But scientists use the word in exactly the opposite sense. On Academy grounds stands a sacred temple consecrated to theories. Inscribed on the altarpiece is a description of "theory": it refers only to a collection of hypotheses and predictions that is amenable to experimental test, preferably one that has been successfully tested. It has everything to do with the facts. Any physicist will tell you that Einstein's theory of relativity does not refer to some arbitrary conjectures Einstein dreamed up while smoking his pipe, which you are at liberty to reject as it pleases you. It refers to a complete mathematical construct that says some things happen in nature and other things don't. The most famous prediction of Einstein's theory is that no material object may attain the speed of light. This is not an assumption of the theory but an outcome of the theory; it has been tested perhaps millions of times and has never been found to be violated. Neither has any other prediction of relativity.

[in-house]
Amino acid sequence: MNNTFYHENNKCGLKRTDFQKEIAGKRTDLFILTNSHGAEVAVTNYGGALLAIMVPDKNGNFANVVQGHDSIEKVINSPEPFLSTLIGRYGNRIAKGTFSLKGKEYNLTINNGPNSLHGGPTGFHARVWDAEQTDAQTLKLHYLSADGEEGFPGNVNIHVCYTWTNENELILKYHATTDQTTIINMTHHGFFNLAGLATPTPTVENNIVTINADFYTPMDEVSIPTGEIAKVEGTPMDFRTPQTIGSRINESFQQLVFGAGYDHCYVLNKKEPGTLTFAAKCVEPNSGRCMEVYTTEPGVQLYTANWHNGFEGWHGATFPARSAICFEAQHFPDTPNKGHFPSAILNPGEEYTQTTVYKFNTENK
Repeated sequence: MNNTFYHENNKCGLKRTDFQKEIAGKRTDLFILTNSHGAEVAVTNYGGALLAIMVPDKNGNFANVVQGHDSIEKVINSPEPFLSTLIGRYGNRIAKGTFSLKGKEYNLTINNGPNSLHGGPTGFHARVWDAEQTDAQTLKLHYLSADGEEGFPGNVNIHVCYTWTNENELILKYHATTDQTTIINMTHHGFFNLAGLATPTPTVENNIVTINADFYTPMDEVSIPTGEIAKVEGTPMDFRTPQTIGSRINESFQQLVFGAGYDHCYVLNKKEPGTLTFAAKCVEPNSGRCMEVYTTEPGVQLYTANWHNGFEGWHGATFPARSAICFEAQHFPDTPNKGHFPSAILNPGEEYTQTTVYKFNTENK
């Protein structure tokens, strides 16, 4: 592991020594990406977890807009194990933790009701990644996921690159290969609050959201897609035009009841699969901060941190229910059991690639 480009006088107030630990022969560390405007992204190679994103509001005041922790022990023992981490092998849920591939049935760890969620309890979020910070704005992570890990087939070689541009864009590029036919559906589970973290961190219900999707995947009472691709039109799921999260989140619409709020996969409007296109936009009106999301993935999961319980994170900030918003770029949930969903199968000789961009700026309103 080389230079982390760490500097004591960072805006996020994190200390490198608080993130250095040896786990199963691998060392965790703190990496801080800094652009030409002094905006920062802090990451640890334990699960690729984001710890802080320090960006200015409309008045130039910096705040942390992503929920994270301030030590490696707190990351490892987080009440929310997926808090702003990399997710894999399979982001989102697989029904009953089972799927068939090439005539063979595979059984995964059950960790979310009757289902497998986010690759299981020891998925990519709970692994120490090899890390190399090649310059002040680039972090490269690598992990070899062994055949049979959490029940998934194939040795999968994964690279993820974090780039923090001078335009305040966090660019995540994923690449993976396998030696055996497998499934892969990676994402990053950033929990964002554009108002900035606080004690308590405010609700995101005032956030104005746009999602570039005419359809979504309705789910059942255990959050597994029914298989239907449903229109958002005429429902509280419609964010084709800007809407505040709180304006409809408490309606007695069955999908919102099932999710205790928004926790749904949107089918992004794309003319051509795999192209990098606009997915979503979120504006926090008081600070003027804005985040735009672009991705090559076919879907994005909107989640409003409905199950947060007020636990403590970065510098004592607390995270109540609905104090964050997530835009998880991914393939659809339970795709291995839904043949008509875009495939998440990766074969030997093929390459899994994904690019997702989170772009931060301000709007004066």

For these reasons your interlocutor, once having recovered, merely shrugged off your claim that "the government is harboring aliens in Area 51"; it does not amount to a substantial theory. If you could prove it, you would have succeeded in establishing only a single fact (an interesting fact, one that might result in presidential action, but one with little predictive power; and one of the hallmarks of a theory is its power to predict the outcome of experiments or further observations). If you could not prove it, you would undoubtedly find an excuse to explain your failure, such as declaring that the government is holding the aliens in another dimension. Of course, there is no way to test such an assertion, and so to a traditional scientist it does not rate as a theory.
Scientists are highly discriminatory in this area. The creationist contention that the Earth was created in 4004 B.C. -- or thirty seconds ago -- with all fossil records and memories intact is also not susceptible to any experimental test. If all dating methods indicate that fossils are billions of years old, then as far as science is concerned, they are billions of years old. Science deals only with appearances.
These points are basic ones, but lack of their appreciation results in a deep misunderstanding between scientists and nonscientists. Your academic interlocutor may have suggested you commit to memory the Aphorism: "Zapomnyat" means to remember in Russian, but "zapomniec" means to forget in Polish.